Russia's Central Bank announced Wednesday that it plans to step up support for the ruble, which has gradually weakened over the past 18 months due to Western sanctions over Moscow's invasion of Ukraine.
The Bank of Russia said that between Sept. 14 and 22 it would sell 21.4 billion rubles ($218.5 million) worth of foreign currency each day, around 10 times the current volume it sells on a daily basis.
The regulator said the move was connected to an upcoming payment of foreign currency bonds — known as Eurobonds — issued by the Russian government.
"Holders of Eurobonds will be paid by the Finance Ministry in rubles in accordance with the established procedure, and therefore a portion of these bondholders may create additional demand for foreign currency," the Central Bank said.
Russian authorities instituted the payment of these bonds in rubles instead of the foreign currency they are formally denominated in following a cascade of Western sanctions.
The additional volume by Russia's Central Bank "will help respond to possible additional demand for foreign currency and reduce volatility on the market during this period."
The ruble has traded with extreme volatility in the 18 months since Russia invaded Ukraine as the West has targeted Moscow’s foreign currency reserves and crucial energy exports through sanctions designed to cripple Russia’s economy.
After falling beyond 100 against the dollar in the days after Russia invaded, strict capital controls, surging energy prices and a collapse in Russian imports pushed the currency to become the world’s best-performing currency for much of 2022.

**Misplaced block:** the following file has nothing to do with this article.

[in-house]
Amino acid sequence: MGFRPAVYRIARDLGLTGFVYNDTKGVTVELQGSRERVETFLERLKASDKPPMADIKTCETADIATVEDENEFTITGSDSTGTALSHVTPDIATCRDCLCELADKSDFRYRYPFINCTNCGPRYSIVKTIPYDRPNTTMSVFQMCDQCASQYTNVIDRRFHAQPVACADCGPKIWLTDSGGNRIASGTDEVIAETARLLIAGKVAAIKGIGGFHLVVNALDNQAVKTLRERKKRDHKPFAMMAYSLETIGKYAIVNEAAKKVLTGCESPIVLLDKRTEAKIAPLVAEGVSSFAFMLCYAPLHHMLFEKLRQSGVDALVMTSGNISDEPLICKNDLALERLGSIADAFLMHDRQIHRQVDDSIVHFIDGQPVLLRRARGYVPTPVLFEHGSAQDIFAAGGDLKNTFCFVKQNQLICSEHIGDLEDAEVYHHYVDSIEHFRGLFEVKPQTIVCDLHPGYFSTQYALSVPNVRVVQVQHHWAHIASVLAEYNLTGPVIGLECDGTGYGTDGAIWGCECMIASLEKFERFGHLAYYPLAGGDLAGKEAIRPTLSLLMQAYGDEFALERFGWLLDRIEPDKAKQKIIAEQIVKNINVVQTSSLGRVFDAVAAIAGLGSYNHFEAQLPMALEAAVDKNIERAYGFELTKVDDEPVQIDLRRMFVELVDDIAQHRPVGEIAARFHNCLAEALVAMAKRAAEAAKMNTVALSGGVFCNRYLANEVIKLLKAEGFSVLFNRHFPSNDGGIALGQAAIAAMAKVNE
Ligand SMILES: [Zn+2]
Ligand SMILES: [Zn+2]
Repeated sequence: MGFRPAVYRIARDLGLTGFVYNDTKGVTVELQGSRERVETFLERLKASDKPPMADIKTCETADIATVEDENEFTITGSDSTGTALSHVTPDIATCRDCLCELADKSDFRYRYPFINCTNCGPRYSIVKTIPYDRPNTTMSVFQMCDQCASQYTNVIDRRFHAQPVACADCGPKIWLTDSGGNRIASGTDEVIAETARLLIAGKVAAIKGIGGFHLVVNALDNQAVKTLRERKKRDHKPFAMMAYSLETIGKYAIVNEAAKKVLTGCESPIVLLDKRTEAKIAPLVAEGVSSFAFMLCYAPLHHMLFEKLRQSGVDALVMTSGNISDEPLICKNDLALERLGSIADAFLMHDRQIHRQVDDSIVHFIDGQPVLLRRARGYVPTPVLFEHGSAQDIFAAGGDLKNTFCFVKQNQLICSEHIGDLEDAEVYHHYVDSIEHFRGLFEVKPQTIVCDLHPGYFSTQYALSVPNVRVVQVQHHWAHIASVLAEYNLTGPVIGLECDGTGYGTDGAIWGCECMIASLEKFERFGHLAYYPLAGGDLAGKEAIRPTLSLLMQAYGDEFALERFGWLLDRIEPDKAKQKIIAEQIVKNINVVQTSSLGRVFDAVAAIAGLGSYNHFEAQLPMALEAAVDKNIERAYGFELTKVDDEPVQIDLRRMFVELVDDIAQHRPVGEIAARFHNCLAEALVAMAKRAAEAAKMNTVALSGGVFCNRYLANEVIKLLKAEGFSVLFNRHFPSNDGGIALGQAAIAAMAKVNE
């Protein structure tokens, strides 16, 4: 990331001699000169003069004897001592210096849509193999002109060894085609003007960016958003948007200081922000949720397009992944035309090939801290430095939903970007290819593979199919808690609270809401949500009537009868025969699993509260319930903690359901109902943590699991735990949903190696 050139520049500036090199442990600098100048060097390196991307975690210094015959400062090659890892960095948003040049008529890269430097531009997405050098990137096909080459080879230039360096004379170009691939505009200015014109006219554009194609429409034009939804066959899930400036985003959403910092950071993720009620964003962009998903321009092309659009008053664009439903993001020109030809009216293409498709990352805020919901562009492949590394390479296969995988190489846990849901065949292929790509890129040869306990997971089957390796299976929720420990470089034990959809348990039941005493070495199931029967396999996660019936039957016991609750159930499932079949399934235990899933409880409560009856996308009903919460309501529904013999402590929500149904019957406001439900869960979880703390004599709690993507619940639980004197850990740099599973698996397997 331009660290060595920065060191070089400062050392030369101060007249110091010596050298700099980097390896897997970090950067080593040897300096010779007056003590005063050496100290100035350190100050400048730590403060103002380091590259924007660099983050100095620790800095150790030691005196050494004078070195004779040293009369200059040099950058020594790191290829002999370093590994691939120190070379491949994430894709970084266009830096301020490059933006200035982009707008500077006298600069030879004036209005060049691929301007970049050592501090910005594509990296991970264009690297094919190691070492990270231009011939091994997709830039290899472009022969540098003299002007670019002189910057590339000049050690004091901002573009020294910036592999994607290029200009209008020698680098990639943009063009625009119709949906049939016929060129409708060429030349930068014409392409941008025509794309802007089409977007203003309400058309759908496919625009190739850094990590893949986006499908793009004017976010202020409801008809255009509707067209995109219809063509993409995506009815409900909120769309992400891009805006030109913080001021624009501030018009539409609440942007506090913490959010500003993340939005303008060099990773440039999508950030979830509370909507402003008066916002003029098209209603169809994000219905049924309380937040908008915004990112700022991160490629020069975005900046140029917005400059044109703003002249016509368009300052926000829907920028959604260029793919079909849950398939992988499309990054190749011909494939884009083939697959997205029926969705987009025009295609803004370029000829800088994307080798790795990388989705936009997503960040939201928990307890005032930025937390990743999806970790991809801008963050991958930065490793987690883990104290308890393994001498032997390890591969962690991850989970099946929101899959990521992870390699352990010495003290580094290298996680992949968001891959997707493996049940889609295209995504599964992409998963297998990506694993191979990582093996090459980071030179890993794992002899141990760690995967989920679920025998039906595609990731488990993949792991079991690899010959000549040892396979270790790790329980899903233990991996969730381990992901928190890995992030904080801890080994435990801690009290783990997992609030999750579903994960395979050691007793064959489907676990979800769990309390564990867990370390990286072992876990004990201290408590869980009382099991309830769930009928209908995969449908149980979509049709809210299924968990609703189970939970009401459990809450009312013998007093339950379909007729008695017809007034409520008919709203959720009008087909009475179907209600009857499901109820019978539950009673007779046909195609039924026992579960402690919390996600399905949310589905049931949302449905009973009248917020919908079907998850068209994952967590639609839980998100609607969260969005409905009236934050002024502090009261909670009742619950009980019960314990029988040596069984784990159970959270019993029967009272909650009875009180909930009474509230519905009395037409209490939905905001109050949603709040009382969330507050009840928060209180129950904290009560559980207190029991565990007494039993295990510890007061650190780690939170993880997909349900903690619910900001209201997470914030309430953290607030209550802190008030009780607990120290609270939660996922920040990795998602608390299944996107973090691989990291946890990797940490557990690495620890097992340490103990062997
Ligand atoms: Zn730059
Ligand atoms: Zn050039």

But Europe's halting of Russian oil and gas purchases, along with measures such as the G7’s oil price cap, have put pressure on the ruble once more in recent months.
It fell precipitously at the start of August, breaking past 100 rubles against the dollar for the first time since the outbreak of war in Ukraine.
In response, Russia’s Central Bank hiked interest rates from 8.5% to 12%.
The move helped strengthen the ruble to under 94 against the dollar, but it has slowly weakened to around 98 against the U.S. currency.
A dispute has broken out in recent weeks between the government and the Russian Central Bank, whose governor Elvira Nabiullina is against additional government intervention in the economy to avoid weakening it further.
Meanwhile, Finance Minister Anton Siluanov has advocated for stricter capital controls.
AFP contributed to this reporting.